Skip to main content

View Diary: UPDATED: Lawsuit to force anti-Islam ad displayed on buses (161 comments)

Comment Preferences

  •  They should just be forced to pull the ad (0+ / 0-)

    for false advertising. I'm no Islamic scholar but from what I've read and heard from the Muslim friends is that a fatwa can only be lifted by a respect Islamic leader like an imam. These clowns have no hope of ending a fatwa and would probably only make the matter worse, not better.

    Republican ideas are like sacks of manure but without the sacks.

    by ontheleftcoast on Tue Jun 22, 2010 at 10:38:20 AM PDT

    •  Free speech does (1+ / 0-)
      Recommended by:
      enhydra lutris

      require the speech to be true.  Libel laws cover that (if someone is harmed and the claim is known to be false when said), but if I want to say that all Christians believe that world is overseen by a giant beaver named Edger, there is nothin' to stop me.  I don't think God has standing in any US court.

      "Empty vessels make the loudest sound, they have the least wit and are the greatest blabbers" Plato

      by Empty Vessel on Tue Jun 22, 2010 at 11:05:13 AM PDT

      [ Parent ]

    •  Actually, the advertisement does not (3+ / 0-)
      Recommended by:
      Catte Nappe, Governor McCheese, yaque

      say they can end a fatwa, just "got questions? get answers." The answer might be as simple as "we can't lift a fatwa but we can tell you why you should not be concerned."

      Done with politics for the night? Have a nice glass of wine with Palate Press: The online wine magazine.

      by dhonig on Tue Jun 22, 2010 at 11:20:52 AM PDT

      [ Parent ]

    •  We have no meaningful false advertising (0+ / 0-)

      laws.

      That, in its essence, is fascism--ownership of government by an individual, by a group, or by any other controlling private power. -- Franklin D. Roosevelt -

      by enhydra lutris on Tue Jun 22, 2010 at 11:29:57 AM PDT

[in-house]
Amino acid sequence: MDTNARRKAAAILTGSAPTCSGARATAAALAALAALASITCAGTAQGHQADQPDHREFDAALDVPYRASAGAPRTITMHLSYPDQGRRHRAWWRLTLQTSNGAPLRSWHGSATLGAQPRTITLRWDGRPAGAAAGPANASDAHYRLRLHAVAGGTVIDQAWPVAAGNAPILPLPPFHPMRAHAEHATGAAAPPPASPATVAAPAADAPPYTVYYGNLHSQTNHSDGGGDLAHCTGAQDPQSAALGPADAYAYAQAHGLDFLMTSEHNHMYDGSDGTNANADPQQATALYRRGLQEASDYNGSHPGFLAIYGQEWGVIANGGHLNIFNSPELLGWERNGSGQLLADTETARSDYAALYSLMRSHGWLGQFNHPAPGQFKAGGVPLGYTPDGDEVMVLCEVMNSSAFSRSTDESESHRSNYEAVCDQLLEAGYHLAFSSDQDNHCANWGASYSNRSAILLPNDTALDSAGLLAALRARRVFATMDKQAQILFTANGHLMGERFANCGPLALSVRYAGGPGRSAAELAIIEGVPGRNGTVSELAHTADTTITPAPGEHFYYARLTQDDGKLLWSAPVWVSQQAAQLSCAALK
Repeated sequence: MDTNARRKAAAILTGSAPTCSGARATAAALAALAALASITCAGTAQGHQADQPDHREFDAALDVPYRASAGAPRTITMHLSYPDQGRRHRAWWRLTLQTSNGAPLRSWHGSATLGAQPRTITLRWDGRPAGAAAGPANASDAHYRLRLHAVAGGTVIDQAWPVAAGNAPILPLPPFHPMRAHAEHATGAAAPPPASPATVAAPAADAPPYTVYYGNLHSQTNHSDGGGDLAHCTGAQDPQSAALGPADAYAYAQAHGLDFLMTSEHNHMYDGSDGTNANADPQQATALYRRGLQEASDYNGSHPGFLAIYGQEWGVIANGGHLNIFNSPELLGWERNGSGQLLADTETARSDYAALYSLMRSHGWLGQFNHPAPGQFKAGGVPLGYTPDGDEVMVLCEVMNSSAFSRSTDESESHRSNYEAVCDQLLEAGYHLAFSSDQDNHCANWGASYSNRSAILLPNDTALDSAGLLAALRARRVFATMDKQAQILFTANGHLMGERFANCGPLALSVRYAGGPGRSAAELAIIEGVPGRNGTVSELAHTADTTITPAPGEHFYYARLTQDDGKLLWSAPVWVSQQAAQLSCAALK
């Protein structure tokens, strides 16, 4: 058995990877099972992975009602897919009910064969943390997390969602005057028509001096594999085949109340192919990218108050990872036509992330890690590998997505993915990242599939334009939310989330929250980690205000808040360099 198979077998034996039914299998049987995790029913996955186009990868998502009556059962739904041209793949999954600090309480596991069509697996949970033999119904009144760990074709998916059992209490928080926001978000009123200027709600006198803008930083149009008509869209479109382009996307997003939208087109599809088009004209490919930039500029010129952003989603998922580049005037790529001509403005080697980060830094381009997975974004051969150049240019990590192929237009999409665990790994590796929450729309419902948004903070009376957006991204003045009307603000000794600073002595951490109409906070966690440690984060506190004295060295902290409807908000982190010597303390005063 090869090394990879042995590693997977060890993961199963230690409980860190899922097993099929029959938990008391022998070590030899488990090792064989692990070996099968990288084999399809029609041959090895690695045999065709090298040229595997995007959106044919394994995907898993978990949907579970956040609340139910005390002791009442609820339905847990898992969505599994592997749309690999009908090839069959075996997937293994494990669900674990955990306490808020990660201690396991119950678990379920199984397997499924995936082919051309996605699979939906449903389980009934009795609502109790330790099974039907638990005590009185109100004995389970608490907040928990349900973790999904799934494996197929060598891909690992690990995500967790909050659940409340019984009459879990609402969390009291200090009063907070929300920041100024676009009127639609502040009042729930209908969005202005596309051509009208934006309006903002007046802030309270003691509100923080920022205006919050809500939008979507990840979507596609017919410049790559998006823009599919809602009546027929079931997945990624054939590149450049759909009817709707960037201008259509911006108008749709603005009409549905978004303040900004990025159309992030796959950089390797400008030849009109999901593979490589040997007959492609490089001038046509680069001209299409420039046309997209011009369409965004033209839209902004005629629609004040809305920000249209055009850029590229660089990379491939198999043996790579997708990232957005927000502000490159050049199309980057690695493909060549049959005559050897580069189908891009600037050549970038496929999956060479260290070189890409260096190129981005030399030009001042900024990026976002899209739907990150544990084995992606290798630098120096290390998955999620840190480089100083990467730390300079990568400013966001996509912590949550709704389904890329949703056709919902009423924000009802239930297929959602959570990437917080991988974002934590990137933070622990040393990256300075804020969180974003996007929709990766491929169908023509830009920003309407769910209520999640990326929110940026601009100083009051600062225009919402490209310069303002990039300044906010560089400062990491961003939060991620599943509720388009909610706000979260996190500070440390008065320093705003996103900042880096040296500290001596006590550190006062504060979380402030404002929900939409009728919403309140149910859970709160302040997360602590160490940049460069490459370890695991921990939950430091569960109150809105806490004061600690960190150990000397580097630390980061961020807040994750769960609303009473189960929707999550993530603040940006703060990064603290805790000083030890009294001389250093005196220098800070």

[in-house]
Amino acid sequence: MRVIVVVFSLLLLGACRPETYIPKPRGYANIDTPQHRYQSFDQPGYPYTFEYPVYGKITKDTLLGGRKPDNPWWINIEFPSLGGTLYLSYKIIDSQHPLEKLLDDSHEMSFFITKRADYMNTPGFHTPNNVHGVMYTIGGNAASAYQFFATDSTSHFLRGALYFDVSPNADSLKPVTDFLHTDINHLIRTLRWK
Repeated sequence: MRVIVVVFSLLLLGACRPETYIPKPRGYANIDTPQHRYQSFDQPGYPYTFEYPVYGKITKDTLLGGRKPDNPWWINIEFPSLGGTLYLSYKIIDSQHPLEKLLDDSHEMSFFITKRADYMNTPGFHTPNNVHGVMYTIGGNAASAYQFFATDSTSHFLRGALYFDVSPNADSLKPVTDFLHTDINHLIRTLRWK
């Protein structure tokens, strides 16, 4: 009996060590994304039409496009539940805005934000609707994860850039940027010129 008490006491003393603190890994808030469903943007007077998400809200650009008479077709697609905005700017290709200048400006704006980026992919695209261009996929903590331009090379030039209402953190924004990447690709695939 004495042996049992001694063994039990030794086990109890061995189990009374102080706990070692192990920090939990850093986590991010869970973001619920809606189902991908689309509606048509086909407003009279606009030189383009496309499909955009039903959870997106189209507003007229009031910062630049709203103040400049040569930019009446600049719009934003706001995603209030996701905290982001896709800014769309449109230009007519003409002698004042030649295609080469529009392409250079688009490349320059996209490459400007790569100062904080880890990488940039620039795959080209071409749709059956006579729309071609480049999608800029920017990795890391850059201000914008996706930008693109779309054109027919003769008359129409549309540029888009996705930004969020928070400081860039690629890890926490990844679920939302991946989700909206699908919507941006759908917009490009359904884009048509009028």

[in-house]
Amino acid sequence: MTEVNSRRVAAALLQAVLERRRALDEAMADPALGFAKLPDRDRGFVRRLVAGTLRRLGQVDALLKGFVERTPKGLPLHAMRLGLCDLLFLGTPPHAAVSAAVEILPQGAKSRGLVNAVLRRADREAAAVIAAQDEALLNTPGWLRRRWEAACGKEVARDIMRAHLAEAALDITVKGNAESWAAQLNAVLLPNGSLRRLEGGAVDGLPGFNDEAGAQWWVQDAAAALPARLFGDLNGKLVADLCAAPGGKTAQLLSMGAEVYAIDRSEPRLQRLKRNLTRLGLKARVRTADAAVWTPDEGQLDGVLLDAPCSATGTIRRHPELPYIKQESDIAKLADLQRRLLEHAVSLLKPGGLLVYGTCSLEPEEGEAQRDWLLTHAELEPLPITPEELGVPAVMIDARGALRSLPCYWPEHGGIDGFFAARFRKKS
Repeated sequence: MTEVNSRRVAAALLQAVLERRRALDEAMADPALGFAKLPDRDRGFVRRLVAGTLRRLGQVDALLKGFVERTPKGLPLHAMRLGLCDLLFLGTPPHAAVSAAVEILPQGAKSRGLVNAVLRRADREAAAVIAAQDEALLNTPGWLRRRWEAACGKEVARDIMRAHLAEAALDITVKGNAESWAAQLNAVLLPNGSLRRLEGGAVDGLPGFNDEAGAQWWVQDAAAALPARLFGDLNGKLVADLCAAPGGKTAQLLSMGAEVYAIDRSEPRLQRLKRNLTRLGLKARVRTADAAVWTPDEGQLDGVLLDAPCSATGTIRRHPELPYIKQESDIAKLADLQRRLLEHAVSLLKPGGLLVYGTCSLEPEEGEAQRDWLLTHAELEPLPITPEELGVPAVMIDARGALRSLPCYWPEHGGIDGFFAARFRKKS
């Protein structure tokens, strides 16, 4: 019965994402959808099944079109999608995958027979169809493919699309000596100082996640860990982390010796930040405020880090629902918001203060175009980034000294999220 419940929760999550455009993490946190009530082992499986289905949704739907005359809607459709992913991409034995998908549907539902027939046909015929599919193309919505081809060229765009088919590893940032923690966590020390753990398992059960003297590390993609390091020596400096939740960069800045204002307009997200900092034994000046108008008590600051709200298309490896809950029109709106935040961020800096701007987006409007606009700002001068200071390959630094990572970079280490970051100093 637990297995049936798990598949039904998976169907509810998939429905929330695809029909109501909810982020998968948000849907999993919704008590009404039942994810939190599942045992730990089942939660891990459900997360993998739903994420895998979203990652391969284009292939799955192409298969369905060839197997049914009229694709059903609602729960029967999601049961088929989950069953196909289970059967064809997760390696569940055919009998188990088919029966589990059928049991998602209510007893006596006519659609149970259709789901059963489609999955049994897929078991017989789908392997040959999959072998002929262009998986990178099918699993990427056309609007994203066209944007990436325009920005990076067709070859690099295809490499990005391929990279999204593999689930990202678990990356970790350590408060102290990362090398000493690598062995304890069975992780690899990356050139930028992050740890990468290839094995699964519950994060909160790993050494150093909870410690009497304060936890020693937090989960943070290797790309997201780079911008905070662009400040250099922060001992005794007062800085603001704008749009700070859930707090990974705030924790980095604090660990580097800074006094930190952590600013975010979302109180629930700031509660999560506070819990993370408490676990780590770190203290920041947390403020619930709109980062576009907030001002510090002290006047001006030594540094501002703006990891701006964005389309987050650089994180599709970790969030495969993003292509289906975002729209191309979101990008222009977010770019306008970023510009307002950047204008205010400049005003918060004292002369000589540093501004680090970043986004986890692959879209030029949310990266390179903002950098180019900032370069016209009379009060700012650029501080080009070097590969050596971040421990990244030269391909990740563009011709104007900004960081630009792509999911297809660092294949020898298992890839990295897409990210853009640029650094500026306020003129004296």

[ Parent ]

      •  That's not true at all (0+ / 0-)

        They just don't apply to claims about religion.  But, tell a furniture store to run an ad for sofas at $1.99 - when there are no such sofas to be had - and see how quickly that gets some unwanted attention.

        •  The falsehood isn't about the religion (0+ / 0-)

          it is about the services that can be provided by the law firm. But they will try to weasel their way out of claiming to offer any real services. But it could tie them up in court and keep this cr*p off the buses in the meantime.

          Republican ideas are like sacks of manure but without the sacks.

          by ontheleftcoast on Tue Jun 22, 2010 at 12:11:00 PM PDT

          [ Parent ]

          •  What law firm? (0+ / 0-)

            Is "Refuge from Islam" a law firm?  I think you may be confusing the fact that a law firm has filed suit in this case, but if I'm missing something, just let me know.

            And, I was simply responding to the (ironically false) statement that there are no meaningful false advertising laws in this country.  

            The bigger problem highlighted by this diary may be the fact that there probably shouldn't be advertising on buses and subways at all, to the extent that they are run by state or local governments.  The First Amendment prohibits the government from picking and choosing between messages - deciding which messages are might offend a particular religious group, for example - and there is no reason to force people in close quarters to be subjected to advertisements.

            •  You're right (0+ / 0-)

              I was assuming the Thomas More Law Center that sued to get the ad on the bus was affiliated with the hate group. But while they have the same goals they aren't the same groups. Still, that group is advertising for something they can't really provide.

              I don't see how we can keep ads off buses. City and municipal budgets have been cut so much that buses and other transit providers are forced to use advertisements to make their payrolls. And while they get much of their funding from the government they aren't necessarily government entities. And once you allow ads you pretty much have to allow all of them or you get slapped with a discrimination lawsuit.

              Republican ideas are like sacks of manure but without the sacks.

              by ontheleftcoast on Tue Jun 22, 2010 at 12:55:01 PM PDT

              [ Parent ]

        •  Enforcement is negligible, and vast amounts (0+ / 0-)

          of deception and puffery are o.k. thanks to endless gutting of such laws by the courts. Your 1.99 sofa example is aboput what it would take, and if there was a minute asterisk with a footnote explaining that it was a doll house sofa, it might fly too.

          That, in its essence, is fascism--ownership of government by an individual, by a group, or by any other controlling private power. -- Franklin D. Roosevelt -

          by enhydra lutris on Tue Jun 22, 2010 at 01:13:05 PM PDT

          [ Parent ]

          •  There are civil lawsuits as well (1+ / 0-)
            Recommended by:
            enhydra lutris

            And it's the threat of enforcement and civil litigation that keep companies somewhat in line.  

            The fact is that Americans want to believe bullshit and because of that, there's not going to be super-strict regulation of ads.  But, that's a long ways from saying that there isn't any meaningful regulation.

Subscribe or Donate to support Daily Kos.

Click here for the mobile view of the site